Heaven on Earth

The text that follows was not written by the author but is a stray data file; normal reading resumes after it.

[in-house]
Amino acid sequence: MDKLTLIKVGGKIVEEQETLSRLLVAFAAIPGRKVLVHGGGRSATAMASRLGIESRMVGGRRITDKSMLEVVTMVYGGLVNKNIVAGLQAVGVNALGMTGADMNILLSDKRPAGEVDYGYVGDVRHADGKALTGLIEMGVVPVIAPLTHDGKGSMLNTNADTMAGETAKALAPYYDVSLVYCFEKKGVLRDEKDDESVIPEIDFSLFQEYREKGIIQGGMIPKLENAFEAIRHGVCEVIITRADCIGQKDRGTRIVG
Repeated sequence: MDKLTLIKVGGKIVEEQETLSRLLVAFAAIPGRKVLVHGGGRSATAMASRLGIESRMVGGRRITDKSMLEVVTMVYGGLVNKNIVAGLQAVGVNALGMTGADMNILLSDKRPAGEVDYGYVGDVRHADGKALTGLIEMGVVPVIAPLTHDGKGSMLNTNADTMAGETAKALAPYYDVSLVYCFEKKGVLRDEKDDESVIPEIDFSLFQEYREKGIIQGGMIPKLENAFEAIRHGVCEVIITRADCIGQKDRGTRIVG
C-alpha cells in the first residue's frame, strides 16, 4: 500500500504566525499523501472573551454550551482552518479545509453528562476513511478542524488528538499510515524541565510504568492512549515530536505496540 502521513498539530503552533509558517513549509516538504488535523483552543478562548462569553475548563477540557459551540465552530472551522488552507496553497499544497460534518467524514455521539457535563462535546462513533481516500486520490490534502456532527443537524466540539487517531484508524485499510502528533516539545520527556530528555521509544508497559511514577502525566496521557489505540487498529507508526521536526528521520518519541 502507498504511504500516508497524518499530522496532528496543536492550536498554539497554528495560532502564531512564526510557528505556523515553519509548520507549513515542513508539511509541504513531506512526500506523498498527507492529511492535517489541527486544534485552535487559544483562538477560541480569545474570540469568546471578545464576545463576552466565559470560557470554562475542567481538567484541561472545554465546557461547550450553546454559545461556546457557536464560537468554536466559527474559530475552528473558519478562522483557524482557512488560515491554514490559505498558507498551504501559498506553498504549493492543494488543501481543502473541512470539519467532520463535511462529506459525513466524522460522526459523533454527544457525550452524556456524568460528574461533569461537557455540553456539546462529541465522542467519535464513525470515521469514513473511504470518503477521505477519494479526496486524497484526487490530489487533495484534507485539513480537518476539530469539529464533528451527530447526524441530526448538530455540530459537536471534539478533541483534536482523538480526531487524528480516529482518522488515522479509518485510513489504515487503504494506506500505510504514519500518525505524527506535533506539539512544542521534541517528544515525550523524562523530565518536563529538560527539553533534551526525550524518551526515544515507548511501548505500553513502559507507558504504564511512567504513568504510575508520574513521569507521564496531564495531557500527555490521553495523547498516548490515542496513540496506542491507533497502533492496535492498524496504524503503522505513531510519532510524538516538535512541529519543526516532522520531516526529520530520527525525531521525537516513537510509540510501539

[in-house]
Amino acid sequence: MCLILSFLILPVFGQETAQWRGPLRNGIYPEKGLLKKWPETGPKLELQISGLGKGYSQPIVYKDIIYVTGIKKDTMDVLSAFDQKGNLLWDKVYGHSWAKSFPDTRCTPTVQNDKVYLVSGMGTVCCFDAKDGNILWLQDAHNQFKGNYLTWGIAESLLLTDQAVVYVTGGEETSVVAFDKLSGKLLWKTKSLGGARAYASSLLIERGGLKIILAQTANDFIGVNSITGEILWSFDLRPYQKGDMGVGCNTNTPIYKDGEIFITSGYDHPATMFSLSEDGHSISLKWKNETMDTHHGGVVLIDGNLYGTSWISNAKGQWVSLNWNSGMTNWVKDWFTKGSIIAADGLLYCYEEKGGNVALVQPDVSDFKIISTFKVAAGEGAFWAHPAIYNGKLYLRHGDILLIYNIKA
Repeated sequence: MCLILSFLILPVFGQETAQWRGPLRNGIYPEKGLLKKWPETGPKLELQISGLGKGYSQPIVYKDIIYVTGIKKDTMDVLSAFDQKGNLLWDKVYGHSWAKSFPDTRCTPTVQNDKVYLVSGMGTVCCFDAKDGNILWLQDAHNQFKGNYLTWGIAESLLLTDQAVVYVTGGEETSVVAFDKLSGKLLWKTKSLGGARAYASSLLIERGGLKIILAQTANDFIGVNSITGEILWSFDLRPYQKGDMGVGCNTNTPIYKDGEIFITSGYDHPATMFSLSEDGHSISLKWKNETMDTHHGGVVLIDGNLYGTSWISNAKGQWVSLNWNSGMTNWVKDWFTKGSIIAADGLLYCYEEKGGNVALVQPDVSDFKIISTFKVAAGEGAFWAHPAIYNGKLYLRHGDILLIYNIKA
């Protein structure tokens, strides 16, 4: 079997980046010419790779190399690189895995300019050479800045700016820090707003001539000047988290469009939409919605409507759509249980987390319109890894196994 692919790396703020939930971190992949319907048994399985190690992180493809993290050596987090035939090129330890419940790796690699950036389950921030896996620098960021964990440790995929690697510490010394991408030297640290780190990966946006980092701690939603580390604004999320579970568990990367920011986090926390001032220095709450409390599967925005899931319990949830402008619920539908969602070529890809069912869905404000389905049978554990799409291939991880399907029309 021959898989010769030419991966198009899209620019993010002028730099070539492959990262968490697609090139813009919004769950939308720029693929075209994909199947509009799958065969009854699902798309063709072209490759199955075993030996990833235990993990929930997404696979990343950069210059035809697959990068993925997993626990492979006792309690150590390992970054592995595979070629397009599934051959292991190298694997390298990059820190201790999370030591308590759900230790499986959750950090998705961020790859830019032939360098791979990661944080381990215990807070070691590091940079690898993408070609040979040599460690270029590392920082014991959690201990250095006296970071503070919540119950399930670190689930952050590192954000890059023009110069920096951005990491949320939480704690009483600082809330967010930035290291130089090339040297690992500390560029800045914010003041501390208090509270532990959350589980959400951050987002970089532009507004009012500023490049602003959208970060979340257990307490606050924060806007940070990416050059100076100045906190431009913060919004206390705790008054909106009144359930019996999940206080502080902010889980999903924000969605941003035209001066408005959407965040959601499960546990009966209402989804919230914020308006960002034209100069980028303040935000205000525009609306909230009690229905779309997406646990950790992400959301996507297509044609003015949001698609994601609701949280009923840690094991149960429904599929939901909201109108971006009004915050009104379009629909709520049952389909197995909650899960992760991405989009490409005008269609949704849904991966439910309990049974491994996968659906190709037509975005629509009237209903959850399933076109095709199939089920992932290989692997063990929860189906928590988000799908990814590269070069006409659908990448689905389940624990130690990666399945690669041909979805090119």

Unlike most areas in the Americas, Bermuda didn’t have a native population when it was settled by Westerners. Bermuda was discovered in 1503 by Spanish explorer Juan de Bermúdez, for whom the Islands have been named. In the early days Bermuda was referred to as Devil’s Island, following reports of strange noises from survivors who had been shipwrecked on the archipelago. In 1609 the Sea Venture was washed up on its shores while on route to the Virginia settlements. Survivors established a settlement in Bermuda which in time would lead to its establishment as a British colony. Originally Bermuda was founded as an agricultural colony to help stock the ships that traded back and forth between North American and Britain. This soon gave way to salt production and in the 18th century Bermuda was the world’s leading provider of salt. In the 1880s Queen Victoria’s daughter Princess Louis helped to establish Bermuda as a tourist destination following a visit to the colony. By the 20th century Bermuda had secured itself as a popular destination for wealthy tourist from the United States, Canada and Britain – a position is still enjoys today.